Sunday, July 22 , 2018, 10:31 am | Fair 72º

 
 
 
 

Michael Barone: The Convenient Fantasies of Obama

Promising Americans all good things at once catches up with the 'no-enemies-to-the-left' president

The resignation over the Labor Day weekend of White House “green jobs” czar Van Jones tells you some interesting things about the Obama administration.

Michael Barone
Michael Barone

One of them is that a man who proclaimed himself a “communist” in the 1990s and signed 9-11 “truther” petitions suggesting Bush administration complicitity in the Sept. 11, 2001, terrorist attacks was considered fit for a White House appointment.

Liberal columnists have been attacking Republicans because some of their voters are “birthers,” believers in the absurd charge that President Barack Obama was not born in Hawaii and thus is not a natural-born U.S. citizen. But they have failed to identify any “birther” that occupied a position in the Republican firmament comparable to that of “truther” Jones in the Obama administration.

Another interesting thing about Jones is that the administration seems enamored of his “green jobs” concept. There’s an understandable political reason. Legislation to restrict carbon emissions that is supported by the administration would undoubtedly kill a large number of jobs by increasing the cost of energy, and so you can see why its advocates might want to argue that there will be a compensating number of “green jobs” created — at least if the government spends a lot of money on them.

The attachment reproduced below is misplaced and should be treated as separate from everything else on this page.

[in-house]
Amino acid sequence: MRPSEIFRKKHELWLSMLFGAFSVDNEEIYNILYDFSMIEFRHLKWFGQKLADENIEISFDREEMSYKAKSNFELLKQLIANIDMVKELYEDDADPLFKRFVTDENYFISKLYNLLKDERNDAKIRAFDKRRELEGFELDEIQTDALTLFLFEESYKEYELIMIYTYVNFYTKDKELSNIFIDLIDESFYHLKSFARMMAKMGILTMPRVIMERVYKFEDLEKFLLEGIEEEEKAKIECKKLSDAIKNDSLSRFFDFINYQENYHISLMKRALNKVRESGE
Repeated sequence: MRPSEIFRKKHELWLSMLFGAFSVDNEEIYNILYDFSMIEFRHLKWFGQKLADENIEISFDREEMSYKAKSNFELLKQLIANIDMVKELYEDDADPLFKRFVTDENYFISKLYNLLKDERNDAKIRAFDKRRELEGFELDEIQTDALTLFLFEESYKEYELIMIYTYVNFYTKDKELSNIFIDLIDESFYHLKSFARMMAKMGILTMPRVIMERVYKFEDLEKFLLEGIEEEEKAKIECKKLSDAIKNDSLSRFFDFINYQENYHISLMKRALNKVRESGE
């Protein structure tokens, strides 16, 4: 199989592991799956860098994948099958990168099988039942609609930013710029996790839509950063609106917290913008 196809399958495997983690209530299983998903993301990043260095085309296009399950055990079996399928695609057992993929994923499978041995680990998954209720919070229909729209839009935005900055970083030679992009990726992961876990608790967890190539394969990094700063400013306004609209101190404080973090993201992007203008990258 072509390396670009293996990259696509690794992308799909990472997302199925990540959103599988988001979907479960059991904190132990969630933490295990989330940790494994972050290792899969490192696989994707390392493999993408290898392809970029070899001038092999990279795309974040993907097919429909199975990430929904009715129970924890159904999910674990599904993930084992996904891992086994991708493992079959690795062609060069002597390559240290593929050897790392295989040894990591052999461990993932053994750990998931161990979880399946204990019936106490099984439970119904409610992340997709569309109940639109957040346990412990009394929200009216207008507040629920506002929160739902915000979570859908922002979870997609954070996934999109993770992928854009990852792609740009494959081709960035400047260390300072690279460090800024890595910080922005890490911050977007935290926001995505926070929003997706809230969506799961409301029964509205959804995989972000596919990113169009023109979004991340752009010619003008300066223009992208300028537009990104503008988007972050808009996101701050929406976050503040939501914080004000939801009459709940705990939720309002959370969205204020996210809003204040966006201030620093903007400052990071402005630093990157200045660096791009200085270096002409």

But this sounds like fantasy. If there was money to be made in green jobs, private investors would be creating them already. In fact, big corporations such as General Electric are scrambling to position themselves as green companies, gaming legislation and regulations so they can make profits by doing so. Big business is ready to create green jobs — if government subsidizes them. But the idea that green jobs will replace all of the lost carbon-emitting jobs is magical thinking.

Obama’s approach to health-care legislation, unless he made a major course correction in his speech to the joint session of Congress, is of a piece with his hiring of Jones. By ceding the task of writing legislation to congressional Democratic leaders and committee chairmen, he has been following a “no enemies to the left” strategy.

By refusing to rule out the government option — which its architects see as the road to a single-payer government insurance system — Obama has prevented the emergence of a set of policies that have a chance of passing the Senate. The Senate Republicans in the “gang of six” who have been negotiating with Senate Finance Chairman Max Baucus aren’t going to agree on a bill without assurance from the White House that they won’t get rolled by hard-left House Democrats in conference committee.

On Tuesday, Baucus came out with his own plan, which includes a tax on high-value health-insurance policies. But this is likely to be rejected by the left, by labor unions that have negotiated such benefits from employers and by members of Congress from states such as New York where, because of state policies, almost all health insurance costs that much.

There is an element of convenient fantasy as well in Obama’s health-care statements to date. We are going to save money by spending money. We are going to solve our fiscal problems with a program that will increase the national debt by $1 trillion over a decade. We are going to guarantee you can keep your current insurance with a bill that encourages your employer to stop offering it.